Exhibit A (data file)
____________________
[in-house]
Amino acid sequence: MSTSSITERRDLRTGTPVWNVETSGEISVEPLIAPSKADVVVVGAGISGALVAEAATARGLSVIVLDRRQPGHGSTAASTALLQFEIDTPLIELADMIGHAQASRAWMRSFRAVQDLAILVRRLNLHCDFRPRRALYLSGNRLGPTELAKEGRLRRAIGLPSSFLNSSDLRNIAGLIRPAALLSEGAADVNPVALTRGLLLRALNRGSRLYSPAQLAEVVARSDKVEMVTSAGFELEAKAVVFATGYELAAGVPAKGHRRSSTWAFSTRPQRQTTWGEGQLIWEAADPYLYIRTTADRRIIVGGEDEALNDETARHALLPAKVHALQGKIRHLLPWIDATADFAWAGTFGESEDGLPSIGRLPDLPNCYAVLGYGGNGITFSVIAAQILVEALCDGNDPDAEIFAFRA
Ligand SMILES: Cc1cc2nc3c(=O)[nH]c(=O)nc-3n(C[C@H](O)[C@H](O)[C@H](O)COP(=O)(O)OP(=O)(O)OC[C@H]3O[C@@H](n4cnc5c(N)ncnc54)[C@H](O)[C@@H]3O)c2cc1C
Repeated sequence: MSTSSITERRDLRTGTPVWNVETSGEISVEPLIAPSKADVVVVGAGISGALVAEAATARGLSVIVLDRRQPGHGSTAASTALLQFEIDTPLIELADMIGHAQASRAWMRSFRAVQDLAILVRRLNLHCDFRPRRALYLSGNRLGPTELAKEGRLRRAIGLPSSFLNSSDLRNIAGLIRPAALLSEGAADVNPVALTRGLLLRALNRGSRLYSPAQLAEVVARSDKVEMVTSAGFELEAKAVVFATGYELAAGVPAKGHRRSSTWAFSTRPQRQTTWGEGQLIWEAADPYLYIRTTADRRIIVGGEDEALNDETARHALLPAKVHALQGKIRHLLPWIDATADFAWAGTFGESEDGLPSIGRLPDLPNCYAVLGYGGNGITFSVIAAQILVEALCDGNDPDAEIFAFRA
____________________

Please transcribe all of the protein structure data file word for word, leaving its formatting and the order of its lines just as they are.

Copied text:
[in-house]
Amino acid sequence: MSTSSITERRDLRTGTPVWNVETSGEISVEPLIAPSKADVVVVGAGISGALVAEAATARGLSVIVLDRRQPGHGSTAASTALLQFEIDTPLIELADMIGHAQASRAWMRSFRAVQDLAILVRRLNLHCDFRPRRALYLSGNRLGPTELAKEGRLRRAIGLPSSFLNSSDLRNIAGLIRPAALLSEGAADVNPVALTRGLLLRALNRGSRLYSPAQLAEVVARSDKVEMVTSAGFELEAKAVVFATGYELAAGVPAKGHRRSSTWAFSTRPQRQTTWGEGQLIWEAADPYLYIRTTADRRIIVGGEDEALNDETARHALLPAKVHALQGKIRHLLPWIDATADFAWAGTFGESEDGLPSIGRLPDLPNCYAVLGYGGNGITFSVIAAQILVEALCDGNDPDAEIFAFRA
Ligand SMILES: Cc1cc2nc3c(=O)[nH]c(=O)nc-3n(C[C@H](O)[C@H](O)[C@H](O)COP(=O)(O)OP(=O)(O)OC[C@H]3O[C@@H](n4cnc5c(N)ncnc54)[C@H](O)[C@@H]3O)c2cc1C
Repeated sequence: MSTSSITERRDLRTGTPVWNVETSGEISVEPLIAPSKADVVVVGAGISGALVAEAATARGLSVIVLDRRQPGHGSTAASTALLQFEIDTPLIELADMIGHAQASRAWMRSFRAVQDLAILVRRLNLHCDFRPRRALYLSGNRLGPTELAKEGRLRRAIGLPSSFLNSSDLRNIAGLIRPAALLSEGAADVNPVALTRGLLLRALNRGSRLYSPAQLAEVVARSDKVEMVTSAGFELEAKAVVFATGYELAAGVPAKGHRRSSTWAFSTRPQRQTTWGEGQLIWEAADPYLYIRTTADRRIIVGGEDEALNDETARHALLPAKVHALQGKIRHLLPWIDATADFAWAGTFGESEDGLPSIGRLPDLPNCYAVLGYGGNGITFSVIAAQILVEALCDGNDPDAEIFAFRA